As expected, Thiesen (2 HR, 41 RBI, .298), Morgan (6-4, 5.26) and Thigpen (8, 45, .276) provided immediate help, but it was the maturation of the two previous recruiting classes that led the charge. Palmeiro hit .415 with 29 home runs and 94 RBI. Will Clark hit 28 home runs and 93 RBI. Bob Locke knocked in 44 runs and batted .312. Jeff Brantley was 13-3 with a 2.65 ERA. and Trent Intorcia was 6-2 with a 2.77 ERA.
Their performances helped the 1984 team to a 45-16 record and 19-7 in SEC play. The team was selected to host an NCAA Regional, only the second time in school history, but wound up losing the championship game to New Orleans. They ended the season ranked 7th in the nation in one poll.
Clark and Palmeiro, both sophomores, were selected All-Americans as well as All-SEC. Brantley and Thiesen, both juniors, joined them on the All-SEC team.
Both Brantley (13th round) and Thiesen (15th round), along with senior Bob Parker (21st round), were selected in the MLB draft. Brantley and Thiesen chose not to go pro. And their return helped provide MSU fans with a season that will live in their memories for as long as they live.
Not needing much in the way of new faces on the 1985 team, Polk took a recruiting gamble, just as he did with the Clark-Palmeiro class a couple of years earlier, by signing three highly-touted players - high schooler Jay Bell and jucos Greg Litton and Doug Jennings - to go along with four other talented players - Ray Mullino, Trent Weaver, Joel Johnson and Kent Walters. Two of the latter four were junior college players.
Unlike the earlier class when all four of the drafted players decided to stick with MSU, the three touted players in this class - Bell, Litton and Jennings - were not only drafted, but all three signed pro contracts. While the losses didn't affect the 1985 team, they would have significant ramifications in 1986.
Opening day, against Mississippi College no less, saw 4,026 fans in attendance. The fans knew something special was happening. And the Bulldog team didn't disappoint, going 14-0 to start off the season. Losing 4 of the next 6 didn't dampen the spirits of the Bulldogs, fans and players alike. The team then won 8 of the next 9 to go to 24-5 on the season.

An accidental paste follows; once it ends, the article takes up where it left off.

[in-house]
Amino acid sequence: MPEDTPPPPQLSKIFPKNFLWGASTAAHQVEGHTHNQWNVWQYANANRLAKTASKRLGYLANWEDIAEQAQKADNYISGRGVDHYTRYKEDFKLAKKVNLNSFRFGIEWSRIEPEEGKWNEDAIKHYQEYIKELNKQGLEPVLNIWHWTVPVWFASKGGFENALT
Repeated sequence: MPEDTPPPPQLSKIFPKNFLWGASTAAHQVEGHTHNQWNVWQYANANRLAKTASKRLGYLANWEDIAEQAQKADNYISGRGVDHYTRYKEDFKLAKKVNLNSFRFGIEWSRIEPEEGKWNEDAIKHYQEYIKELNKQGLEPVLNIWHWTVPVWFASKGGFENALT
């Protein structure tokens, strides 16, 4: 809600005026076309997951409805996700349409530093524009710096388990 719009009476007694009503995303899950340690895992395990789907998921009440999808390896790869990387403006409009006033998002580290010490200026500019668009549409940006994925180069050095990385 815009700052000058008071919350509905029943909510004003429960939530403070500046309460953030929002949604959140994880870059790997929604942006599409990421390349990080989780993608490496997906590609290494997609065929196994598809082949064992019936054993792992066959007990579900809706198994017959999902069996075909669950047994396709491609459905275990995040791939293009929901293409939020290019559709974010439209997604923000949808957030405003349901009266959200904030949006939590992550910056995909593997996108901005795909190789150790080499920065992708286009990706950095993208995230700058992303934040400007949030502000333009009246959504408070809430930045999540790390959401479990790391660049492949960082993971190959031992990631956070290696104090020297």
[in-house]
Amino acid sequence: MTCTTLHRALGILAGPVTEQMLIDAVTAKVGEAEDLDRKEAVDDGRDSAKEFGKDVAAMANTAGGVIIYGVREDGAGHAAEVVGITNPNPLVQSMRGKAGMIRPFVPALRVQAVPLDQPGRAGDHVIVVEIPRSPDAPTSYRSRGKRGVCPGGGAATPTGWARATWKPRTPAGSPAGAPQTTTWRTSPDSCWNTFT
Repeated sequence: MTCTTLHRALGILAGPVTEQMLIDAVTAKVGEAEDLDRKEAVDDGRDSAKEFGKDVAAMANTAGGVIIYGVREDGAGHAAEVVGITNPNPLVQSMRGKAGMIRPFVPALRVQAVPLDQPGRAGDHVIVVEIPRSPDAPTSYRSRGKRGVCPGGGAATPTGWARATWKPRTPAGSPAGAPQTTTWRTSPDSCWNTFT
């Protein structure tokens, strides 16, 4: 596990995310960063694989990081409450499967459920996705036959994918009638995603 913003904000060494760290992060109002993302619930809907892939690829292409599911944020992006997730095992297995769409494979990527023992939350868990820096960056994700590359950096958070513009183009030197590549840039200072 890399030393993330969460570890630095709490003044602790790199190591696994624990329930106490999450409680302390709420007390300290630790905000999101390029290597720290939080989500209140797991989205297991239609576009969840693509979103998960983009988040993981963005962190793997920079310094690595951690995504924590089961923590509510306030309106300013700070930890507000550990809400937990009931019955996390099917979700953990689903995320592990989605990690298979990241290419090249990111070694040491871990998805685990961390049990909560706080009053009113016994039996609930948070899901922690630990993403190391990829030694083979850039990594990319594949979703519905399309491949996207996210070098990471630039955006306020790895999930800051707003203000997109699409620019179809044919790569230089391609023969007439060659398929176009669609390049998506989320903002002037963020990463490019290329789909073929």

A trip to Hawaii was next on the agenda. But unlike the last time they went when they lost 4 of 6, this time they came back with 4 victories in 5 games and an overall record of 28-6.
Still tired and having jet lag, the team immediately headed over to Auburn to play the Auburn Tigers in a three-game SEC series. And they lost all three. Mississippi College also defeated the Bulldogs in a game played in Jackson, MS a few days later.
The Dogs, giving the fans no time to wonder if the magic had disappeared, then ran off an eight-game winning streak to go to 36-10 on the season. They ended the season going 6-2 in their last eight games, including a three-game sweep of the Ole Miss Rebels. Over 20,000 fans came out for the three-game series. With the sweep, their final regular season record was 42-12. And their final 19-7 SEC record was the second best in the SEC.
Next up was the SEC Tournament, the way the SEC then decided the SEC overall champion. And the Bulldogs were up to the task, winning three straight to take the league title.
The 'Dogs were once again chosen to host an NCAA Regional. And they didn't disappoint this time, winning 3 of 4 games, including the title game, to advance to the College World Series. Almost 38,000 fans attended the regional. And this was back in the day when all MSU had were wooden bleachers as a grandstand. And there were no reserve seats - first-come, first-serve. The first title game, which was played on a Sunday afternoon, attracted over 9,000 rabid Bulldog fans. I say rabid because they filled up the stands - and I mean filled them up - THREE hours prior to the start of the game. And according to an article written by sportswriter Joseph Ammerman "it took exactly eight minutes to fill the stands."